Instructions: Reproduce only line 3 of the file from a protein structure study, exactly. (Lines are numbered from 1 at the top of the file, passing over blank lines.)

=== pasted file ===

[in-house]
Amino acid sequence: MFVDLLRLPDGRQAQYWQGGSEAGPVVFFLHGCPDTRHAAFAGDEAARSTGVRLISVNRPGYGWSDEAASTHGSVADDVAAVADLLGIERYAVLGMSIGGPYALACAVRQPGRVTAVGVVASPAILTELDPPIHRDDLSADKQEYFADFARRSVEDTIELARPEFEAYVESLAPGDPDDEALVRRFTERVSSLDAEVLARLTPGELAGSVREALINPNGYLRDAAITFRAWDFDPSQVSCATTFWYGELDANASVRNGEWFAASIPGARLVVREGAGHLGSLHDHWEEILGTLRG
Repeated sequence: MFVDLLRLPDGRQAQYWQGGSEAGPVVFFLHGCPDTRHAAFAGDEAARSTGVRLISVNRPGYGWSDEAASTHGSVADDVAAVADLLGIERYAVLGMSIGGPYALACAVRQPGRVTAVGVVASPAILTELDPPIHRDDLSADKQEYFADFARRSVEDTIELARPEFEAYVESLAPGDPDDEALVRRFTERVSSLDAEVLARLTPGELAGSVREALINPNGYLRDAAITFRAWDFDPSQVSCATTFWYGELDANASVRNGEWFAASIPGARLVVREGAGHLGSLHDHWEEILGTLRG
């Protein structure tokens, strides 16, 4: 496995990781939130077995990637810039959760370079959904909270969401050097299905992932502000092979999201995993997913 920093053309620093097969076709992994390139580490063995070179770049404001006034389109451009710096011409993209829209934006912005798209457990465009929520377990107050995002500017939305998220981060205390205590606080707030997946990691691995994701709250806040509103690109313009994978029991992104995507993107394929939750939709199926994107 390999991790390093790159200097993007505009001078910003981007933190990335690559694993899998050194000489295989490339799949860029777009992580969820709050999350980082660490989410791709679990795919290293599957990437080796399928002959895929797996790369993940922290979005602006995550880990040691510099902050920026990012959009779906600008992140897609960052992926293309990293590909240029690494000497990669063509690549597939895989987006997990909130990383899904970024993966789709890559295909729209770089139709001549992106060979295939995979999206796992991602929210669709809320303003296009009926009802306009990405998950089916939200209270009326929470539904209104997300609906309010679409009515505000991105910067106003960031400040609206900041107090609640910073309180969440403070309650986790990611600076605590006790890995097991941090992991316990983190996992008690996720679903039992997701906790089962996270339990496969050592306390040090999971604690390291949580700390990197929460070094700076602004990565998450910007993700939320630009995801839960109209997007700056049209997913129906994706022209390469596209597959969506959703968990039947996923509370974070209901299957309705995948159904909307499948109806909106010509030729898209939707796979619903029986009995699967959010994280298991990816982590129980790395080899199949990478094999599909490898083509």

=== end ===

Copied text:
Repeated sequence: MFVDLLRLPDGRQAQYWQGGSEAGPVVFFLHGCPDTRHAAFAGDEAARSTGVRLISVNRPGYGWSDEAASTHGSVADDVAAVADLLGIERYAVLGMSIGGPYALACAVRQPGRVTAVGVVASPAILTELDPPIHRDDLSADKQEYFADFARRSVEDTIELARPEFEAYVESLAPGDPDDEALVRRFTERVSSLDAEVLARLTPGELAGSVREALINPNGYLRDAAITFRAWDFDPSQVSCATTFWYGELDANASVRNGEWFAASIPGARLVVREGAGHLGSLHDHWEEILGTLRG